Six to seven km away from Qirmizi Qasaba along the main highway to Qusar, just after the village of Qeleduz (Qələdüz), one can find an ancient cemetery, which is believed to the cemetery of the ancient Jewish settlement of Qulqat.
The cemetery of Qirmizi Qasaba is located higher than the village on the slope of the hill. The earliest gravestones here date back to 1807 and 1814.
On the site of the former Minsk ghetto, there was a place of execution of Jews, where at that time burials were transferred from the cemetery, which was located on the site of the present Dynamo stadium. The cemetery, which existed from 1868 to 1946, was closed at the beginning of the 1970s, and in 1990 it was completely liquidated in order to establish a park.
Image credit: The Together Plan – subject to copyright ©
Shearith Israel was the only Jewish congregation in New York City from 1654 until 1825. During this entire span of history, all of the Jews of New York belonged to the congregation. Shearith Israel was founded by 23 Jews, mostly of Spanish and Portuguese origin. The earliest Jewish cemetery in the U.S. was recorded in 1656 in New Amsterdam where authorities granted the Shearith Israel Congregation “a little hook of land situated outside of this city for a burial place.” Its exact location is now unknown. The Congregation’s “second” cemetery, which is today known as the FIRST cemetery because it is the oldest surviving one, was purchased in 1683.
Today, this cemetery is a mere fragment of its original extent. Only about a hundred headstones and above ground tombs can still be seen in what remains of the old burial ground, which rises slightly above street level. It is the only remaining 17th century structure in Manhattan.
The second cemetery – now known as “New Bowery Cemetery”. Burials began here in 1805, in what was a much larger, square plot extending into what is now the street. The Commissioners’ Plan had established the city’s grid in 1811, but not until 1830 was West 11th Street cut through, at that time reducing the cemetery to its present tiny triangle. The disturbed plots were moved further uptown to the Third Cemetery on West 21st Street. In 1852 city law forbade burial within Manhattan, and subsequent interments have been made in Queens.
The third cemetery is between loft buildings and across the street from the School Of Visual Arts on West 21st St just off 6th Avenue is the Third Cemetery. This cemetery was adjacent to the congregation’s synagogue on 19th Street–built in 1860 and now long gone.
In 1936 The Hashomerim Association, also known as The Eretz Israel Guardians Association, established a cemetery for its members. Established in July 1933, The HaShomerim Association was a guard and labor organization that identified with the labor movement and fought for organized Jewish protection.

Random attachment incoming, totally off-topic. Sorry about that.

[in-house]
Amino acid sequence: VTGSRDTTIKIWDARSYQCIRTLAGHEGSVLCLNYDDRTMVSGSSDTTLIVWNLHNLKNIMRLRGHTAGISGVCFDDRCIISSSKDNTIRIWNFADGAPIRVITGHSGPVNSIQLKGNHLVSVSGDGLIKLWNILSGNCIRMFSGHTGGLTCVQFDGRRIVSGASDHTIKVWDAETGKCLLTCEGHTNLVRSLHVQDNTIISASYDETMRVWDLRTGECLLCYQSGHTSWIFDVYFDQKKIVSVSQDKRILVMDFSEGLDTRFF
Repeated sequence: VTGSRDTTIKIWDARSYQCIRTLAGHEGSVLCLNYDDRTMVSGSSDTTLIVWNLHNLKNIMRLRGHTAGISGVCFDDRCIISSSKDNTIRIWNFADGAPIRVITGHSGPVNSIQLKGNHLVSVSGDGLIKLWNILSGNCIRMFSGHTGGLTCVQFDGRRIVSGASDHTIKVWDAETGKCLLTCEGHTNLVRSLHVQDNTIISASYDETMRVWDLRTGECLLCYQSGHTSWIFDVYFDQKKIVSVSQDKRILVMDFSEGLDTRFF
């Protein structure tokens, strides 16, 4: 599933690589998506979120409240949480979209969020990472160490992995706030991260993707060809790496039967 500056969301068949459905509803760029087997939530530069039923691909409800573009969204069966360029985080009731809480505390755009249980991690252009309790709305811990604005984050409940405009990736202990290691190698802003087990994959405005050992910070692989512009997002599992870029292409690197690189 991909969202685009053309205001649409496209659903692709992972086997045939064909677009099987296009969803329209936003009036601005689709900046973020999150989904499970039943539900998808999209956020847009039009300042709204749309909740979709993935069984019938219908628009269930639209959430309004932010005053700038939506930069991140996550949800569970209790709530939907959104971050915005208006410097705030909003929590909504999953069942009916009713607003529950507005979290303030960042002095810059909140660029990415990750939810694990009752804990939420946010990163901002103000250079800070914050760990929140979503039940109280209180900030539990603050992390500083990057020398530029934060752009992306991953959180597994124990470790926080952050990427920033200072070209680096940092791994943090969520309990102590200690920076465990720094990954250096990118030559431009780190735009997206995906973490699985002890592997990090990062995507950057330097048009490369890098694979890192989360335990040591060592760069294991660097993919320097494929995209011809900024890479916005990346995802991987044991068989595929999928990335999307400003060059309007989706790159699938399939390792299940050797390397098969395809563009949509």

One of the most peculiar tombs of the Jewish cemetery belongs to Fülöp Wimmer. The tall column as well as the stone memorial with hemp leaves together refer to his profession. He was the director of Szeged Hemp Weaver Company for over 40 years and was President of the Chamber of Commerce and Industry of Szeged. Fülöp Wimmer was one of the most influential hemp industrialist of the Austro-Hungarian Monarchy. Grave location: Parcel 90, line 3, grave 7
The crypt of the Holtzer family is one of the extraordinary, beautiful Art Nouveau tombs of the Szeged Jewish cemetery. Despite its ruinous state it still demonstrates the once outstanding social and economical stance of the family. Tivadar Holtzer, establisher of the first football
team and football pitch in town. Crypt location: Parcel 62, line 2, grave 2
Dr. Várhelyi Rósa Izsó was the first Jewish lawyer in the city, president of the Jewish community. His Art Deco-sytle grave is a monumental memorial closing down the end of the first main road of the cemetery. Dr Izsó Rósa (Rosenberg) (1842–1918) was a famous president of the Szeged Jewish Community, a well-known public figure and the first Jewish lawyer in the town of Szeged. He was member of the committee of 12 people responsible for rebuilding the city after the Great Flood of 1879. His house is still standing next to the National Theatre at 4 Stefánia Street. Grave location: Parcel 24, line 0, grave 2
Among the most important tombs of the cemetery, we find the Szivessy family memorial. The family was an outstanding patron of arts and culture, having several outstanding members, such as Mária. Mrs. Mária Kárász was a leading socialite and rests beside her daughter, Judit Kárász. Memorial location: Parcel 12, line 2, grave 1
The Jewish cemetery of Szeged is the final resting place of numerous outstanding artists of Szeged, including graphic artist Ármin Tardos-Taussig. The inscription is situated on the eastern side of his gravestone made of red limestone. The letters, which are delicately and artistically shaped, protrude from the engraved surface of his memorial. Although his wife’s name is also on the gravestone, she was not buried here. This location of this grave is: Parcel 71, line 1, grave 1